Business fixed investment spending contracted at a 5.9% rate in the first quarter, as ongoing cutbacks in the energy sector once again weighed on overall capital spending. Energy business spending has been muted over the last two quarters, perhaps in response to increased global uncertainties. Residential investment growth accelerated to 14.8% - the fastest pace in three years. However, the pace of business spending on inventory investment slowed again last quarter – a development which subtracted 0.3% from overall GDP growth – though the level of inventory investment remains somewhat elevated. Business outlook surveys generally weakened over the past few months, with noticeable declines in new orders and shipments, reflecting a fragile recovery in the manufacturing sector. Going forward, the recent increase in energy prices and decline in the value of the dollar may give some support to corporate profits and manufacturing competitiveness, which should moderately brighten the prospects for capital spending.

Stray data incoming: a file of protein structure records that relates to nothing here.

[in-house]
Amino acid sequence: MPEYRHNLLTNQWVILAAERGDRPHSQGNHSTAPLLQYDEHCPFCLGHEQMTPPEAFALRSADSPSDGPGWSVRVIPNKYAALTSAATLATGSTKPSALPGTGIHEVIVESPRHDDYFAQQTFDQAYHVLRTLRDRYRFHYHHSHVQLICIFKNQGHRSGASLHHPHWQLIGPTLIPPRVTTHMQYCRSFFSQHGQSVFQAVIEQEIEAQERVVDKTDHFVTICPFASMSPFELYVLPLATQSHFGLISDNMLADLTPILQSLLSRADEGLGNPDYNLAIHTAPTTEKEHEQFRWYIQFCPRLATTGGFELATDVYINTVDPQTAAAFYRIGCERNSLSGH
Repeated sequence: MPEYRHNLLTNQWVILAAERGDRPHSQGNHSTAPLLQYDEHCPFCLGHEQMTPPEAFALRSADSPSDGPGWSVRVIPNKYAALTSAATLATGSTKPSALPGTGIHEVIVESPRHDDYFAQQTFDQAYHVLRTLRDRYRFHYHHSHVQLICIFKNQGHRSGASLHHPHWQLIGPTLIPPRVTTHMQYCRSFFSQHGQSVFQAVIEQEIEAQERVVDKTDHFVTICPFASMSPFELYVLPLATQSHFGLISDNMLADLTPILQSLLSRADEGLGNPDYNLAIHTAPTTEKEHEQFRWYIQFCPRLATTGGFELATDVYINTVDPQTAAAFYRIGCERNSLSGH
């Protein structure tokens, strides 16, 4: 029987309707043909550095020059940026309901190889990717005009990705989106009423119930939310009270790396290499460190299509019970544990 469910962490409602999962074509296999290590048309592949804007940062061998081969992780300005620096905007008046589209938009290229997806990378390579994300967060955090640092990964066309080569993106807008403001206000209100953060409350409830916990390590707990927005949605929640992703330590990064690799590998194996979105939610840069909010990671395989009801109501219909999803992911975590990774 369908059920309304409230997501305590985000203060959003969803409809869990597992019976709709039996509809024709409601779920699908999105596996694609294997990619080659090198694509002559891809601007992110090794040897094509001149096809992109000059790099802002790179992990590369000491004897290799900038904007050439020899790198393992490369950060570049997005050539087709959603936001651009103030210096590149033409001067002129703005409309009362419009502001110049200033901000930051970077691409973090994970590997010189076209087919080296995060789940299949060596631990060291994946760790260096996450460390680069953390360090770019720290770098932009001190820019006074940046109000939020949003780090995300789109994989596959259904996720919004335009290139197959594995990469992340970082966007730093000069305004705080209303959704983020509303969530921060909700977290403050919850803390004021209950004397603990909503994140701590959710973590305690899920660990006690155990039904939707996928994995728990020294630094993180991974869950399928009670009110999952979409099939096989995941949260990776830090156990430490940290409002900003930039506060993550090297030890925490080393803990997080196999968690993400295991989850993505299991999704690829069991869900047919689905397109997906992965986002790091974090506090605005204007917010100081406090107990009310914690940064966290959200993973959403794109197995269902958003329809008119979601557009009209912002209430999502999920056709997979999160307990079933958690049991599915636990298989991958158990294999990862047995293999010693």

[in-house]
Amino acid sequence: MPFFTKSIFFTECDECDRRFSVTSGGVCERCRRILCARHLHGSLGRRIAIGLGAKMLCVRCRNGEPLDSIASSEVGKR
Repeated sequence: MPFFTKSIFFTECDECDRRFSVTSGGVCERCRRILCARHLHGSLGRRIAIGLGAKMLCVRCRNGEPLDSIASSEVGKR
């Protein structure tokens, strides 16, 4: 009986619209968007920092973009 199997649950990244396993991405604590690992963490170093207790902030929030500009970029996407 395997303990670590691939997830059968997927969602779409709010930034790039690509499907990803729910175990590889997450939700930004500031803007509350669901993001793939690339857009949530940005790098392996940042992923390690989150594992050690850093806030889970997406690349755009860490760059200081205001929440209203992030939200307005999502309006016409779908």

Foreign trade subtracted 0.3% from GDP growth last quarter, and gross exports contracted at a 2.6% annual rate, the second straight quarter of contraction. While past dollar appreciation certainly plays a role, the ongoing deceleration in the manufacturing and exports sectors can also be attributed to weakness in external demand. During the first quarter, acute concerns around China’s structural downshift in growth, the impact of lower oil prices on emerging markets, and aggregate demand weakness in developed economies, are all likely to have contributed negatively to U.S. exports demand. While trade prospects remain subdued, there have been some encouraging developments recently. Chinese activity appears to have firmed some lately, likely in response to pro-growth actions taken by the Chinese government late last year and early this year. Consumer spending indicators have picked up in the euro area recently, as well as in Canada and Mexico, our largest trading partners. Finally, the broad, trade-weighted value of the dollar has retreated about 6% from its January peak, a development which may restore some competitiveness to exporters.